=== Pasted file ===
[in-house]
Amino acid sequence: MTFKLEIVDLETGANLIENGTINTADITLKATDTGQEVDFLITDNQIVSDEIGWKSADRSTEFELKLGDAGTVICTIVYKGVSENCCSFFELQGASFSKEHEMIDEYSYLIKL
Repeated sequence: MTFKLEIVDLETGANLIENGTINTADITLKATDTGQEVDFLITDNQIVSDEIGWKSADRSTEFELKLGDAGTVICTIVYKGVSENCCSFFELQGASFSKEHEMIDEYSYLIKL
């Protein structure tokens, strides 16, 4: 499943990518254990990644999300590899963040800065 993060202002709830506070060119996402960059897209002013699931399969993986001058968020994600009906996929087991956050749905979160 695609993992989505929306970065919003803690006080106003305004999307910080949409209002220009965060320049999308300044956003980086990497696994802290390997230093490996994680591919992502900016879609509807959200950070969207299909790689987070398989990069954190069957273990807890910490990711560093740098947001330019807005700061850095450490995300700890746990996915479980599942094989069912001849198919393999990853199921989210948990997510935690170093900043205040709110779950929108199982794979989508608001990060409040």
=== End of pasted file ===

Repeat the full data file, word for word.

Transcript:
[in-house]
Amino acid sequence: MTFKLEIVDLETGANLIENGTINTADITLKATDTGQEVDFLITDNQIVSDEIGWKSADRSTEFELKLGDAGTVICTIVYKGVSENCCSFFELQGASFSKEHEMIDEYSYLIKL
Repeated sequence: MTFKLEIVDLETGANLIENGTINTADITLKATDTGQEVDFLITDNQIVSDEIGWKSADRSTEFELKLGDAGTVICTIVYKGVSENCCSFFELQGASFSKEHEMIDEYSYLIKL
């Protein structure tokens, strides 16, 4: 499943990518254990990644999300590899963040800065 993060202002709830506070060119996402960059897209002013699931399969993986001058968020994600009906996929087991956050749905979160 695609993992989505929306970065919003803690006080106003305004999307910080949409209002220009965060320049999308300044956003980086990497696994802290390997230093490996994680591919992502900016879609509807959200950070969207299909790689987070398989990069954190069957273990807890910490990711560093740098947001330019807005700061850095450490995300700890746990996915479980599942094989069912001849198919393999990853199921989210948990997510935690170093900043205040709110779950929108199982794979989508608001990060409040």